Norwegian Wood Review

norwegian wood

Adapting a novel considered ‘unfilmable’, Tran Ahn Hung’s effort is certainly a valiant attempt to adapt the hugely popular Haruki Murakami novel. Unfortunately, in translation from page to screen, Norwegian Woodultimately falls rather flat.

In the late 1960s a young high-school student, Kizuki, inexplicably commits suicide, leaving behind his best friend Watanabe (Ken’ichi Matsuyama) and his girlfriend Naoko (Rinko Kikuchi). Both unbeknownst to each other, they each leave their respective homes for Tokyo, attempting to start a new life away from the shadow Kizuki’s death has cast.

Stumbling across one another, Watanabe begins a tentative romance with Naoko, which swiftly ends when Naoko retires to a remote sanatorium in the mountains. Compelled to stay away from her until she feels well enough for him to visit, Watanabe begins a friendship with the lively and vivacious Midori (Kiko Mizuhara). Attracted to Midori but emotionally tied to Naoko, Watanabe struggles with his feelings for both women. The film is certainly wonderful to look at: the cinematography is especially worthy of note, projecting sensuality to its viewer. The scenes that take place in the sanatorium, set against the backdrop of lush greenery, result in some of the film’s most striking moments; unfortunately for lovers of the novel, looking good is the film’s only achievement.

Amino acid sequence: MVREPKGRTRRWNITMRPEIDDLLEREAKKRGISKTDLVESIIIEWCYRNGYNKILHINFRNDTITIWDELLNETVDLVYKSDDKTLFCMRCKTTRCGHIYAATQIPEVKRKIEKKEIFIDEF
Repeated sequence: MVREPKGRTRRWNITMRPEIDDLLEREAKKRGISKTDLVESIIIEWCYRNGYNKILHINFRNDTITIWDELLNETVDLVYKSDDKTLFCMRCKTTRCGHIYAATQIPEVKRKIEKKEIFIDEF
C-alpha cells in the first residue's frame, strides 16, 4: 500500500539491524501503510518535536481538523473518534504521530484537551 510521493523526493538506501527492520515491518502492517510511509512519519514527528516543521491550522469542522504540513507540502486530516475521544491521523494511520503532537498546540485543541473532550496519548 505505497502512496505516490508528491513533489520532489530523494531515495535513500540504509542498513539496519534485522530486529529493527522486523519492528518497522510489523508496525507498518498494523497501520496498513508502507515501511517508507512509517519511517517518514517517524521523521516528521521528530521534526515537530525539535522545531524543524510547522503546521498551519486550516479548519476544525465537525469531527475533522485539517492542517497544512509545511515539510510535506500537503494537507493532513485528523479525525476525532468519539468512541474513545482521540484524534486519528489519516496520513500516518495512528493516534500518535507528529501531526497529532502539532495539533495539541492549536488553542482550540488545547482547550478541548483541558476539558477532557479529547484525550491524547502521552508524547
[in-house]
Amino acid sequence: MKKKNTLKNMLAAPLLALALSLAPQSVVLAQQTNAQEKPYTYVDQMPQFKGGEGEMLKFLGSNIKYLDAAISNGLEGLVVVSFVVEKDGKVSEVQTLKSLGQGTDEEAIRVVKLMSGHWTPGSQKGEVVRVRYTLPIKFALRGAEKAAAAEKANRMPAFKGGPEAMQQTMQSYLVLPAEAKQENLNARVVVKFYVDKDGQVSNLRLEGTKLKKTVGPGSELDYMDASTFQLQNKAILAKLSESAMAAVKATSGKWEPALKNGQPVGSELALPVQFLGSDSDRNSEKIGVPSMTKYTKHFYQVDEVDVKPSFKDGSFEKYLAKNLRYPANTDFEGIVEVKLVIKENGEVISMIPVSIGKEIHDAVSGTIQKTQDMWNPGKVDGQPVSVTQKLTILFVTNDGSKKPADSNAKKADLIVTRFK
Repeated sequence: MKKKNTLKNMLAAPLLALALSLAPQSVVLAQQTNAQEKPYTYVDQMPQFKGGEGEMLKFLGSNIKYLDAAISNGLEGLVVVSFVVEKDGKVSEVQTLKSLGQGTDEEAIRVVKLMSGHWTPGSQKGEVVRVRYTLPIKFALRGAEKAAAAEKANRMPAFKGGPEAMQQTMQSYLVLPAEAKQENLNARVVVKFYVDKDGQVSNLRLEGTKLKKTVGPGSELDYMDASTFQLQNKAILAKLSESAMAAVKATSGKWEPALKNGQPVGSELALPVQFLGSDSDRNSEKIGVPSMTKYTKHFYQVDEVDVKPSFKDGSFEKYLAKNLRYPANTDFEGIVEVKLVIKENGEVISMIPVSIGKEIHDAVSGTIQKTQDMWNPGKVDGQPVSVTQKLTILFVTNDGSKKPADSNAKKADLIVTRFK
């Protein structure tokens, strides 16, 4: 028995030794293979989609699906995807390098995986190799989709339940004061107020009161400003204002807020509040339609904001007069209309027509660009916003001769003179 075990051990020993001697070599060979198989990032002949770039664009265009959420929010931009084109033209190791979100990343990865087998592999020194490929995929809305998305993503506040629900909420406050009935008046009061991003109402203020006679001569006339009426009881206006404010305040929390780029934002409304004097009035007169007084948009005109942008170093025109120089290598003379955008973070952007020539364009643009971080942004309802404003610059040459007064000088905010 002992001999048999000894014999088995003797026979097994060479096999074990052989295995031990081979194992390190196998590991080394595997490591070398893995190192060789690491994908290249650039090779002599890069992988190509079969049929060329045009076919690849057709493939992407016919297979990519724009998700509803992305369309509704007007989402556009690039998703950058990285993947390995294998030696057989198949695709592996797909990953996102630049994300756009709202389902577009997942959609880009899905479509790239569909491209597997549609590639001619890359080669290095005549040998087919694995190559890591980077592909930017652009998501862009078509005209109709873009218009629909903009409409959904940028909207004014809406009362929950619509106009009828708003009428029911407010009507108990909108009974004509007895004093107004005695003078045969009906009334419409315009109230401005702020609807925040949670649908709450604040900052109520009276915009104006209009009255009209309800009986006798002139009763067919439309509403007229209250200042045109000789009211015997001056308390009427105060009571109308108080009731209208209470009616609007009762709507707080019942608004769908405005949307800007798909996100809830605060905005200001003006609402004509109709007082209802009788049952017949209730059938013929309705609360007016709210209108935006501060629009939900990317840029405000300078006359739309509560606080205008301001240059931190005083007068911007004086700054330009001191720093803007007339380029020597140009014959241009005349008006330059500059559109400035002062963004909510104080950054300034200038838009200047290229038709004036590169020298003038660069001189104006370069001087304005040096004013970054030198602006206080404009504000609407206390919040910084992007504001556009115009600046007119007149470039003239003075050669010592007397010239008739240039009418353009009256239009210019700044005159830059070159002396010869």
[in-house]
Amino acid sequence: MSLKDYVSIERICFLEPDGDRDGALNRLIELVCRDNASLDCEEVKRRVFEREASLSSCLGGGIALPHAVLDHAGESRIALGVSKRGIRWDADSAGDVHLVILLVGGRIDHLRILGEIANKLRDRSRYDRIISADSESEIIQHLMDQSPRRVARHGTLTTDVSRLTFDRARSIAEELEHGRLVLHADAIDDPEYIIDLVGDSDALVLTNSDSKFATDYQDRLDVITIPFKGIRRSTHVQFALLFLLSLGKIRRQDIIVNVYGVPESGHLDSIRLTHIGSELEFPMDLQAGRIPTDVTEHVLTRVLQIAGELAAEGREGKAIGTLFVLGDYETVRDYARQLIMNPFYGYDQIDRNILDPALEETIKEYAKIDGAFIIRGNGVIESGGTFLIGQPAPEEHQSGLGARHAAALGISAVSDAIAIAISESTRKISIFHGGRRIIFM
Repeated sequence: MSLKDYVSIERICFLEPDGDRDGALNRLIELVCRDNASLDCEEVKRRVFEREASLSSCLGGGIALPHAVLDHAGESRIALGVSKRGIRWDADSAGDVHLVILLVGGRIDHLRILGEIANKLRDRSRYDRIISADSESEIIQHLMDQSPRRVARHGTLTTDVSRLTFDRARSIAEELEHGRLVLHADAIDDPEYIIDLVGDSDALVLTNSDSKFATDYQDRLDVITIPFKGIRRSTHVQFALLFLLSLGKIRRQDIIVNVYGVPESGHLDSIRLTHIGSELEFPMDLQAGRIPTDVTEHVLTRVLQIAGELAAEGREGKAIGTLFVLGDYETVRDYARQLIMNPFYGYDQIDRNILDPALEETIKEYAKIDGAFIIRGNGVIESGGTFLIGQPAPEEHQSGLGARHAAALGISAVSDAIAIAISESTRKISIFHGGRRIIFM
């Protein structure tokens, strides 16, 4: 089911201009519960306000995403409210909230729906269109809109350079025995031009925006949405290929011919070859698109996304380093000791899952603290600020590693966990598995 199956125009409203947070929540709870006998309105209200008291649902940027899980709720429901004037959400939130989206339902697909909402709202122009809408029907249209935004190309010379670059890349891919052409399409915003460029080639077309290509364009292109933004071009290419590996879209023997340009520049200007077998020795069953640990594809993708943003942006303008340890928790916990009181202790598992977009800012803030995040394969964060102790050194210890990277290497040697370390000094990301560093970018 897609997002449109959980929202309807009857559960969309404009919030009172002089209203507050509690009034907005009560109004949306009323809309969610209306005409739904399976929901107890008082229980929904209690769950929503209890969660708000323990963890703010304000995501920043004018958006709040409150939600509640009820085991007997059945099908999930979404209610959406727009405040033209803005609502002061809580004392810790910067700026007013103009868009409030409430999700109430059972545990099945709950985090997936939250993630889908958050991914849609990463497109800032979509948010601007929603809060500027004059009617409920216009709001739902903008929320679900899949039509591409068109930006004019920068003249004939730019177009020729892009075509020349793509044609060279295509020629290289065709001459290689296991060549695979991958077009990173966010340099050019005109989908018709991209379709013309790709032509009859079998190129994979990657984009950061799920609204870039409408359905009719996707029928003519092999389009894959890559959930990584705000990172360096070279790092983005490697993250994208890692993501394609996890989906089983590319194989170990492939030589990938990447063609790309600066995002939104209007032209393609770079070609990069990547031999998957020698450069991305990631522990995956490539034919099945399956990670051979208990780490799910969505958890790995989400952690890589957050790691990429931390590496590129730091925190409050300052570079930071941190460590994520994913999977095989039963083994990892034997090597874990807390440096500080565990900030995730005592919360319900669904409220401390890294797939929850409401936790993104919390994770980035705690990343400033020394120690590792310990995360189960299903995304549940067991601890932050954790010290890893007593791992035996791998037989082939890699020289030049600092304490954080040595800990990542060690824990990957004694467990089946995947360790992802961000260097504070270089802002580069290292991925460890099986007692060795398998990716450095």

Whilst the film itself is well-paced, with little attempt at character development engagement, the film quickly feels overlong. The slow-burning manner that Tran Ahn Hung’s film so desperately attempts is sorely undermined by the passivity of the characters, and in turn the passive nature it creates in its viewer; it is very difficult to care about these characters when we have been given little reason to do so.

Not being one to compare film adaptations, there is little doubt that in the adaptation process much of the subtlety and depth that so invested the novel has been starkly removed. Tran Ahn Hung’s adaptation dispenses with the retrospective framing of Murakami’s novel, in turn losing the bleak contrast between youth and experience that infiltrates the novel’s narrative. There is an initial attempt to create an interior monologue, featuring Watanabe’s narrative voice, but this is soon disposed of.

By no means a failure, Norwegian Wood is simply a disappointment, leaving the viewer apathetic towards the character’s fate. A stunning film to look at, with some truly gorgeous moments, it’s frustrating that it fails to succeed on all other accounts.



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